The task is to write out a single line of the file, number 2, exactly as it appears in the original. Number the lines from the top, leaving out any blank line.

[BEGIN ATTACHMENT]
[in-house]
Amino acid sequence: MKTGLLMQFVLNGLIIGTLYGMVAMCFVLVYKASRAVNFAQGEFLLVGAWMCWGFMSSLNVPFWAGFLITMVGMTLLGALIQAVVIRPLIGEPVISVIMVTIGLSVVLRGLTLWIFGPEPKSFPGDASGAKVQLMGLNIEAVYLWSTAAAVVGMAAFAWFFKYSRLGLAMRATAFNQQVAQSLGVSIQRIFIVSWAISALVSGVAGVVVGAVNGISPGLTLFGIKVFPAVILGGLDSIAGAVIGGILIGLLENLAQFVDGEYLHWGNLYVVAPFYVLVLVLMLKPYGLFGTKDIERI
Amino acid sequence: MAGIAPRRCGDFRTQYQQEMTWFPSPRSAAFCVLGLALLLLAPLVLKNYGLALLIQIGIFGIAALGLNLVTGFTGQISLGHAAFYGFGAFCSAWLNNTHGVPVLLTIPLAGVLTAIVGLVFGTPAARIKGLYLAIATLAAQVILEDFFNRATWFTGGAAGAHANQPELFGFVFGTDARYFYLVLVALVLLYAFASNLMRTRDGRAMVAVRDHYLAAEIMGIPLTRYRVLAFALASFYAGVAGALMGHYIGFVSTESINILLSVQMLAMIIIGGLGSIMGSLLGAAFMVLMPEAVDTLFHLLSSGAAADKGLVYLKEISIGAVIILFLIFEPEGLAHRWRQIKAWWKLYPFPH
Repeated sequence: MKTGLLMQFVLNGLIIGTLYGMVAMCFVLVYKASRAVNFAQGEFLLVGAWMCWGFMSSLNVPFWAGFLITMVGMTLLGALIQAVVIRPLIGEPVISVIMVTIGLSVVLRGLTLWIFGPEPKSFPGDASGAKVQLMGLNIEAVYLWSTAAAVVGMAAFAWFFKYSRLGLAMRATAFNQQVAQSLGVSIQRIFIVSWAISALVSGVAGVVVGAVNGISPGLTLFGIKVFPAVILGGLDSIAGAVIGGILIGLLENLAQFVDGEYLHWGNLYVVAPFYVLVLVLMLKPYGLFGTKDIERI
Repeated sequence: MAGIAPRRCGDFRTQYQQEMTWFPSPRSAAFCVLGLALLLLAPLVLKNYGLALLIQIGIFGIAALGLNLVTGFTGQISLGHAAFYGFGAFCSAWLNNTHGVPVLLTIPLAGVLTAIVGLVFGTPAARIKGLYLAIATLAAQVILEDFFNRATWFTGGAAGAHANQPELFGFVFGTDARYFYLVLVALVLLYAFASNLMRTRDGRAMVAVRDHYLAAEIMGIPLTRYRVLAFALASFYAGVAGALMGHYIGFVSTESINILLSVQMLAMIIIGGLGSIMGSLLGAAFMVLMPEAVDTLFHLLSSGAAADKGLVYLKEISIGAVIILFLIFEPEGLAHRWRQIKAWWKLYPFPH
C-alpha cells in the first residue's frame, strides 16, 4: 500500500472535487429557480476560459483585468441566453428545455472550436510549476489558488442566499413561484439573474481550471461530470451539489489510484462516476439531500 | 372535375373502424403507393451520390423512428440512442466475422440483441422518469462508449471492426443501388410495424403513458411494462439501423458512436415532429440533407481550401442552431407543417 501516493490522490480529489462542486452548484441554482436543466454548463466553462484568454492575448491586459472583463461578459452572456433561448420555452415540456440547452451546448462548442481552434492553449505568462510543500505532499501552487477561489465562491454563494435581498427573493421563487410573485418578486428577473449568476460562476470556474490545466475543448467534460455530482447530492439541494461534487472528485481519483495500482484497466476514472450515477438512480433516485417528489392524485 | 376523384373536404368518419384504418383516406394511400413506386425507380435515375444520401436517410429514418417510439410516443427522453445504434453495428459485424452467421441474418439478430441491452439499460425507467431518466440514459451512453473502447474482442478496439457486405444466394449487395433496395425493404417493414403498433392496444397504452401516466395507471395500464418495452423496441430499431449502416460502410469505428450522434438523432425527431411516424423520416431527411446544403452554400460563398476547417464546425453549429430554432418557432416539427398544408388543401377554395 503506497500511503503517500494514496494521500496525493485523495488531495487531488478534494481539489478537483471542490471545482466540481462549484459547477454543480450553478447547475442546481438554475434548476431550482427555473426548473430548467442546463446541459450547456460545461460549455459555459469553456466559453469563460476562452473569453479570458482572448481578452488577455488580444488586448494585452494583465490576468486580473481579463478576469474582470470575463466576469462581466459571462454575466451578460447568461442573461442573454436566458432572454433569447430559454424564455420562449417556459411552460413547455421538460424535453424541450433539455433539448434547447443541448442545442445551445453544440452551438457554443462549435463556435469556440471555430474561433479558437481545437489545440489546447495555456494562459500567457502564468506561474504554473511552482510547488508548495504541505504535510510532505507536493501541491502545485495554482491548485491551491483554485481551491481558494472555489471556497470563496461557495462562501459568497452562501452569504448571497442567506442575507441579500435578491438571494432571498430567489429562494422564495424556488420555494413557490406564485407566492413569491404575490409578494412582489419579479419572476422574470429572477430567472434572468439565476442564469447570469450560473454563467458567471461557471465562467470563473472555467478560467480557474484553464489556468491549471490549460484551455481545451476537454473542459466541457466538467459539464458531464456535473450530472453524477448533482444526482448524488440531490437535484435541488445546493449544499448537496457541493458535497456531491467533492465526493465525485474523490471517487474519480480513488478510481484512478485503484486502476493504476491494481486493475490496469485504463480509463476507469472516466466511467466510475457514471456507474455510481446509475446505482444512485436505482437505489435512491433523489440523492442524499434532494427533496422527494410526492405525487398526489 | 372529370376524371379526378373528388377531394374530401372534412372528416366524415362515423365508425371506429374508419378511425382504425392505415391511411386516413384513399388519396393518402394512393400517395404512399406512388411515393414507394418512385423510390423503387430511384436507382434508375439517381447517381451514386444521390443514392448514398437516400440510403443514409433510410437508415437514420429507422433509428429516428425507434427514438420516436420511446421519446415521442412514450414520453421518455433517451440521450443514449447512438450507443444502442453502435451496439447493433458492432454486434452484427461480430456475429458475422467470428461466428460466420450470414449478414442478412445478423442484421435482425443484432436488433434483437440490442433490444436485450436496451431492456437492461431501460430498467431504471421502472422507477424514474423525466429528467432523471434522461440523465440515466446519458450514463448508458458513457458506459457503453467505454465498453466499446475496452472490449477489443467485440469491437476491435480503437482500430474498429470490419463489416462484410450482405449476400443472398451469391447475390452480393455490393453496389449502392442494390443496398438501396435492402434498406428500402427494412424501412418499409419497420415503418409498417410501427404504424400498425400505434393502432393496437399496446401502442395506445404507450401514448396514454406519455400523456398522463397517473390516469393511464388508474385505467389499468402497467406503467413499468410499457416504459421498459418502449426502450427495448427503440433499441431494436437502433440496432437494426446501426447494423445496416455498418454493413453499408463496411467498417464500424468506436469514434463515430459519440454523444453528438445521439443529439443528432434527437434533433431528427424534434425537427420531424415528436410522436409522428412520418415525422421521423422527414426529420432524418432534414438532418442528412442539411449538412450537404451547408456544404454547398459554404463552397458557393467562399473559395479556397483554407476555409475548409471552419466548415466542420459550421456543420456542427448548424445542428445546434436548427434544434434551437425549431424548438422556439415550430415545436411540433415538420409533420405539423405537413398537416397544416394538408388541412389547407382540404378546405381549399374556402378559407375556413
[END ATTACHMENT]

Amino acid sequence: MKTGLLMQFVLNGLIIGTLYGMVAMCFVLVYKASRAVNFAQGEFLLVGAWMCWGFMSSLNVPFWAGFLITMVGMTLLGALIQAVVIRPLIGEPVISVIMVTIGLSVVLRGLTLWIFGPEPKSFPGDASGAKVQLMGLNIEAVYLWSTAAAVVGMAAFAWFFKYSRLGLAMRATAFNQQVAQSLGVSIQRIFIVSWAISALVSGVAGVVVGAVNGISPGLTLFGIKVFPAVILGGLDSIAGAVIGGILIGLLENLAQFVDGEYLHWGNLYVVAPFYVLVLVLMLKPYGLFGTKDIERI